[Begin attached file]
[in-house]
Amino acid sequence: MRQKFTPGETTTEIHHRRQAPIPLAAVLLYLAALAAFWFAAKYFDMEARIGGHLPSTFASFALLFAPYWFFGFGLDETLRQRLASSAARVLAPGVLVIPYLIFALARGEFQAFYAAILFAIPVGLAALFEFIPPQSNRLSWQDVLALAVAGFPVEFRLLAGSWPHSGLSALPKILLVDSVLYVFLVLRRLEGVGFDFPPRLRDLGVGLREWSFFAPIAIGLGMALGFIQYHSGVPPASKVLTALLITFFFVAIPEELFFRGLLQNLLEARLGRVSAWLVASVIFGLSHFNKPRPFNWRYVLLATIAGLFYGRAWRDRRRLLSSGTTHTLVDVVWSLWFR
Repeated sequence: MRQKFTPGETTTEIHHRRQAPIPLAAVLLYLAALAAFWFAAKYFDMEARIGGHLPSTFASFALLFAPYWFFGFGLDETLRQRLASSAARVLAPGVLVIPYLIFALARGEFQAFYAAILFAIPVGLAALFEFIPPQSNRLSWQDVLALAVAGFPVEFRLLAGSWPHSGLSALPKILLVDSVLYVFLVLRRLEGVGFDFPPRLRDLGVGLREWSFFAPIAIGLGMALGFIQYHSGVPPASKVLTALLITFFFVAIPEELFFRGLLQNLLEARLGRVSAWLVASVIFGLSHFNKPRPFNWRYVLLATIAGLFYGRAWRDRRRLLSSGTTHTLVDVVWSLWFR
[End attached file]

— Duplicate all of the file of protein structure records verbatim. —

[in-house]
Amino acid sequence: MRQKFTPGETTTEIHHRRQAPIPLAAVLLYLAALAAFWFAAKYFDMEARIGGHLPSTFASFALLFAPYWFFGFGLDETLRQRLASSAARVLAPGVLVIPYLIFALARGEFQAFYAAILFAIPVGLAALFEFIPPQSNRLSWQDVLALAVAGFPVEFRLLAGSWPHSGLSALPKILLVDSVLYVFLVLRRLEGVGFDFPPRLRDLGVGLREWSFFAPIAIGLGMALGFIQYHSGVPPASKVLTALLITFFFVAIPEELFFRGLLQNLLEARLGRVSAWLVASVIFGLSHFNKPRPFNWRYVLLATIAGLFYGRAWRDRRRLLSSGTTHTLVDVVWSLWFR
Repeated sequence: MRQKFTPGETTTEIHHRRQAPIPLAAVLLYLAALAAFWFAAKYFDMEARIGGHLPSTFASFALLFAPYWFFGFGLDETLRQRLASSAARVLAPGVLVIPYLIFALARGEFQAFYAAILFAIPVGLAALFEFIPPQSNRLSWQDVLALAVAGFPVEFRLLAGSWPHSGLSALPKILLVDSVLYVFLVLRRLEGVGFDFPPRLRDLGVGLREWSFFAPIAIGLGMALGFIQYHSGVPPASKVLTALLITFFFVAIPEELFFRGLLQNLLEARLGRVSAWLVASVIFGLSHFNKPRPFNWRYVLLATIAGLFYGRAWRDRRRLLSSGTTHTLVDVVWSLWFR